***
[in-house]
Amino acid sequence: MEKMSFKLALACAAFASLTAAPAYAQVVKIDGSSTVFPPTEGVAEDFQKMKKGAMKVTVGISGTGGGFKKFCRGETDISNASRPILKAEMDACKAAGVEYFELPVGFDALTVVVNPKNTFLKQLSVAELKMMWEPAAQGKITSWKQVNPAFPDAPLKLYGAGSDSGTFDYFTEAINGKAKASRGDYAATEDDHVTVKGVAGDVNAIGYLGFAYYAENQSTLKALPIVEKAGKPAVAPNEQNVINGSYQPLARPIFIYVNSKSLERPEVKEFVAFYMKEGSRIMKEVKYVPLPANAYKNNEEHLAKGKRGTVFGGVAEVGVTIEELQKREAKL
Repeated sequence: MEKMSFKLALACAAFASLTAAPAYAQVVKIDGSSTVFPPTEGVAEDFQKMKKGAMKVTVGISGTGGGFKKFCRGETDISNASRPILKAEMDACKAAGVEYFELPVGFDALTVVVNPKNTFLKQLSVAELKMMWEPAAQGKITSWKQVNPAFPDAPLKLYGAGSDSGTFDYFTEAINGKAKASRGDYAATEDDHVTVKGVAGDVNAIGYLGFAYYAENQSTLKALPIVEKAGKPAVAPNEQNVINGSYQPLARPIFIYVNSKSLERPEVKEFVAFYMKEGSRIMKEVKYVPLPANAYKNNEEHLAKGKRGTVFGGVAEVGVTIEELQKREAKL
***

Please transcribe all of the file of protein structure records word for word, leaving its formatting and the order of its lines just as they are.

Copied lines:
[in-house]
Amino acid sequence: MEKMSFKLALACAAFASLTAAPAYAQVVKIDGSSTVFPPTEGVAEDFQKMKKGAMKVTVGISGTGGGFKKFCRGETDISNASRPILKAEMDACKAAGVEYFELPVGFDALTVVVNPKNTFLKQLSVAELKMMWEPAAQGKITSWKQVNPAFPDAPLKLYGAGSDSGTFDYFTEAINGKAKASRGDYAATEDDHVTVKGVAGDVNAIGYLGFAYYAENQSTLKALPIVEKAGKPAVAPNEQNVINGSYQPLARPIFIYVNSKSLERPEVKEFVAFYMKEGSRIMKEVKYVPLPANAYKNNEEHLAKGKRGTVFGGVAEVGVTIEELQKREAKL
Repeated sequence: MEKMSFKLALACAAFASLTAAPAYAQVVKIDGSSTVFPPTEGVAEDFQKMKKGAMKVTVGISGTGGGFKKFCRGETDISNASRPILKAEMDACKAAGVEYFELPVGFDALTVVVNPKNTFLKQLSVAELKMMWEPAAQGKITSWKQVNPAFPDAPLKLYGAGSDSGTFDYFTEAINGKAKASRGDYAATEDDHVTVKGVAGDVNAIGYLGFAYYAENQSTLKALPIVEKAGKPAVAPNEQNVINGSYQPLARPIFIYVNSKSLERPEVKEFVAFYMKEGSRIMKEVKYVPLPANAYKNNEEHLAKGKRGTVFGGVAEVGVTIEELQKREAKL